Many of us might not have been aware, myself included, that October was LGBTQ (Lesbian, Gay, Bisexual, Transgender & Queer) History Month. In light of this we at Redbrick Film decided to select our Top 3 LGBTQ movies to show our alliance with this important month. Then our online editor (THE STUPID MAN!) forgot to post this. So, in the true support of LGBTQ films, Redbrick Film has decided to extend the LGBTQ History Month for TWO MORE WHOLE MONTHS!
Boys Don't Cry (1999)
An oft misunderstood aspect of the LGBTQ spectrum is that of Transgenderism which makes Kimberly Peirce's Oscar-winning film so significant. 'Boys Don't Cry' follows the story of Brandon Teena, a transgendered man who was murdered by his male friends after discovering he was anatomically female. Pierce's direction is many things: intimate, haunting and unfathomably human, but all of these conspire together to create a great piece of social protest. A film dedicated to showing the brutality that transgendered men and women face in the search for acceptance. But, what Pierce's film will be celebrated for is Swank's performance which not only put her on the map and an Oscar in her hand, but that gave trans-activism a voice.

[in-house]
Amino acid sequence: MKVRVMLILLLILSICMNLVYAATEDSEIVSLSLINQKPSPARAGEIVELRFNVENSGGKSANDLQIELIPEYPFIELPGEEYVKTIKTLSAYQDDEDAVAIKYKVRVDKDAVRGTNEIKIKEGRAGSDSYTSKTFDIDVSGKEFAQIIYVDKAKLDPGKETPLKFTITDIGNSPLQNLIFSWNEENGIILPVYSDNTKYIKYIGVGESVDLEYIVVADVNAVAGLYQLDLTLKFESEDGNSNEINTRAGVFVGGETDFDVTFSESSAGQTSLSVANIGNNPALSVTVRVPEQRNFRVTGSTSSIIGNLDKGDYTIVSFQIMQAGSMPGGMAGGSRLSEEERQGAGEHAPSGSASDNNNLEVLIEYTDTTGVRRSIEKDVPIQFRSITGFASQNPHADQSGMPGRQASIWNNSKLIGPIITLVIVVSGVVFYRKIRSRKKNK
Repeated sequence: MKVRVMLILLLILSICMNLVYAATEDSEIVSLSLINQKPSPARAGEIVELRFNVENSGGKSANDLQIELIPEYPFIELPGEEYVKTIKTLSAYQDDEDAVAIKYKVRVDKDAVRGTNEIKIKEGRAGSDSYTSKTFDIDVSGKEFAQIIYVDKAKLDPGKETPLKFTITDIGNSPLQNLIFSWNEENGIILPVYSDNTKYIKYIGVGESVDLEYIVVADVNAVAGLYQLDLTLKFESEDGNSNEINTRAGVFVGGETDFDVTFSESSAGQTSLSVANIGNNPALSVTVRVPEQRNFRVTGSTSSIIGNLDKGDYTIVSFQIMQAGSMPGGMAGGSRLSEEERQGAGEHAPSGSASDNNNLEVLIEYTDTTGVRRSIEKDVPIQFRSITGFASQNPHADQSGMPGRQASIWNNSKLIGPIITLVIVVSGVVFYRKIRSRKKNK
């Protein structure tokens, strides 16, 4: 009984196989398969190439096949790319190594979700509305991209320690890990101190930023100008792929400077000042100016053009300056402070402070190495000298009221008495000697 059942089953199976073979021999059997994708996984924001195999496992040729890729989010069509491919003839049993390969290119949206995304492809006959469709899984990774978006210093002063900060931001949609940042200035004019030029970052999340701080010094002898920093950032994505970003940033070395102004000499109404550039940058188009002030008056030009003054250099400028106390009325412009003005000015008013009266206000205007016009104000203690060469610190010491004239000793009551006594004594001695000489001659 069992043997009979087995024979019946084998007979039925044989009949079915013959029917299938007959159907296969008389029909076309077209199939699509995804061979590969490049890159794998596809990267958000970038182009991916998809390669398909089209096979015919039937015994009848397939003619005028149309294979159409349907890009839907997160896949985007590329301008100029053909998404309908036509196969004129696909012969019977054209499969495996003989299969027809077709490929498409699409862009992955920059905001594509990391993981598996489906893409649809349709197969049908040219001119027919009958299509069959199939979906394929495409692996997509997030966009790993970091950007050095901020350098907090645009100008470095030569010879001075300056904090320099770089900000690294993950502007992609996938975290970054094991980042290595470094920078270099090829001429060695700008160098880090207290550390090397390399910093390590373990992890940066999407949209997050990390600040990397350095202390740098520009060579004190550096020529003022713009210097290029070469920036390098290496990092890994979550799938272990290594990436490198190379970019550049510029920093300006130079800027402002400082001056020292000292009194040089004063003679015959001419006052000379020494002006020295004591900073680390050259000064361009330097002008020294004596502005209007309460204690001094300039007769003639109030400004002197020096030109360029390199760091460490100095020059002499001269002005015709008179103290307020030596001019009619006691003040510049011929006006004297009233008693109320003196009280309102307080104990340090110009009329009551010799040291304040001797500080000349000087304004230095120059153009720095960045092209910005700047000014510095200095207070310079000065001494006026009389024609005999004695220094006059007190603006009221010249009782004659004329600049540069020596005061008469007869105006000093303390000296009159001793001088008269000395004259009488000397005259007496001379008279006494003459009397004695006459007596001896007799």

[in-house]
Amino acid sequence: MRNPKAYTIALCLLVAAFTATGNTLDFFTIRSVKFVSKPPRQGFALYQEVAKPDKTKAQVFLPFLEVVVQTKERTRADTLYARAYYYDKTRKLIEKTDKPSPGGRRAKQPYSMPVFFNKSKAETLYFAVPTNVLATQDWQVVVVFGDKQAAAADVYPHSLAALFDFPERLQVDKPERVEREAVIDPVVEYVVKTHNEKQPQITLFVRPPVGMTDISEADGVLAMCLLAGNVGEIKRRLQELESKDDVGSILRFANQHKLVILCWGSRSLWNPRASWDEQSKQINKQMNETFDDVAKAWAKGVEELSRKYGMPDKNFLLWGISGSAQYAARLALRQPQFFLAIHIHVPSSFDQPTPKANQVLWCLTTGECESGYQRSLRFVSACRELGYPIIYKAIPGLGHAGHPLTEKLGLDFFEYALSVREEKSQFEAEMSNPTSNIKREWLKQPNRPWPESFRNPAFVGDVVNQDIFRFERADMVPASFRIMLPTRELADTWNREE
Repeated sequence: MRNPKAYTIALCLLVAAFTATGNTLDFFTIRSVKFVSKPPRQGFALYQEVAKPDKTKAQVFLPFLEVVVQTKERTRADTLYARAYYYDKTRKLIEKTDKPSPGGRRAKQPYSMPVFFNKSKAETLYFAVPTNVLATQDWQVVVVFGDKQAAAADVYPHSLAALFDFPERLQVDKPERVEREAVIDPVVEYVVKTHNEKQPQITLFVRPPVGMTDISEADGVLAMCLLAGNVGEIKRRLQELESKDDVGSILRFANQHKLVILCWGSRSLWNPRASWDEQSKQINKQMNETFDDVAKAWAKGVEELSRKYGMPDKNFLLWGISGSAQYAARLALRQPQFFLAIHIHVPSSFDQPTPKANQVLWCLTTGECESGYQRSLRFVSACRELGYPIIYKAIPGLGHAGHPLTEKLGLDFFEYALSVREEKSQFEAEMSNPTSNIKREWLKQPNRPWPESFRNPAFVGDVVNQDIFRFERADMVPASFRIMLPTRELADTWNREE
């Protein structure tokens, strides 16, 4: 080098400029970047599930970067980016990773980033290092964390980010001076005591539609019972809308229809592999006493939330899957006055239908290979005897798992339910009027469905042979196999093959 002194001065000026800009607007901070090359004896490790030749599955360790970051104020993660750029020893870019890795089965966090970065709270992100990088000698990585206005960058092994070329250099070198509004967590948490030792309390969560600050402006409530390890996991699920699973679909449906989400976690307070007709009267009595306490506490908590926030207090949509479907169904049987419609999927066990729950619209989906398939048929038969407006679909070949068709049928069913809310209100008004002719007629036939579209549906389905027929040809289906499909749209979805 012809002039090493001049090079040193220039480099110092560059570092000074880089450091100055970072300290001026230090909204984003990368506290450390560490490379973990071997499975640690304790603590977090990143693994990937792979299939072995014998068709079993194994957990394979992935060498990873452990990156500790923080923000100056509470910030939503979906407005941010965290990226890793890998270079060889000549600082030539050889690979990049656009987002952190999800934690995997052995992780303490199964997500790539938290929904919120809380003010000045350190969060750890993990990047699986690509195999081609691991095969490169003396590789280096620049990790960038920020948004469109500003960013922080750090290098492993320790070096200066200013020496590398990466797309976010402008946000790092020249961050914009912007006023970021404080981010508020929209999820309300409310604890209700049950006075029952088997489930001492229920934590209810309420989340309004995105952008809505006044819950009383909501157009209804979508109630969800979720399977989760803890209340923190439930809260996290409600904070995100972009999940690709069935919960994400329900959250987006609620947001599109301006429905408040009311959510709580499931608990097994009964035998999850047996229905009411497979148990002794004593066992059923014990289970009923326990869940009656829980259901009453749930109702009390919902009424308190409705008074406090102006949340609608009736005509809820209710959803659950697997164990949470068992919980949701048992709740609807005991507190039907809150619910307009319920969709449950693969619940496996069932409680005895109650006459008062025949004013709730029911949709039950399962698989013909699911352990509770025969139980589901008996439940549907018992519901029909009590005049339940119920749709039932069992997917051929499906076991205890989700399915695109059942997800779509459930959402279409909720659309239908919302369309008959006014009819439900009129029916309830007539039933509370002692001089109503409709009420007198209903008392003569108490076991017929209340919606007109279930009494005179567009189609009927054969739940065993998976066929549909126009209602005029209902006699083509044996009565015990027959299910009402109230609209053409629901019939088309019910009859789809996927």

Unlike the other two movies on this list 'Pariah' (which literally means: outcast from society) intertwines gender normality, sexuality and race relations in a way very rarely seen in film. In a truly refreshing twist 'Pariah' exists in a plain which explores more than just cliches and stereotypes about being a lesbian, by shifting the view away from rich, white, heteronormatively feminine lesbians. Between that and its socially realist depiction of other problems lesbians teenagers may face (besides acceptance) the cost of living, getting into higher education and the role her religion plays in sexuality causes 'Pariah' to fight against the Hollywood white washing of the LGBTQ movement and in turn creates an incredibly important, delicate film that the LGBTQ community can be proud of.
Last, but certainly not least we have Andrew Haigh's life-affirming portrayal of fleeting intimacy. 'Weekend' follows Glen and Russell who meet at a night club on a drunken Friday evening and engage in a brief sexual relationship before Glen leaves for America. 'Weekend' is almost an LGBTQ answer to the Mumblecore movement; keeping things sparse but intimate and keeping things moving with the dread of Glen's departure. 'Weekend' explores what it means to be a gay man in modern England and how homosexuality incorporates itself into their lifestyles. 'Weekend' covers more emotional terrain in its runtime than most filmmakers cover in their oeuvres; a sensitive celebration of fleeting romance.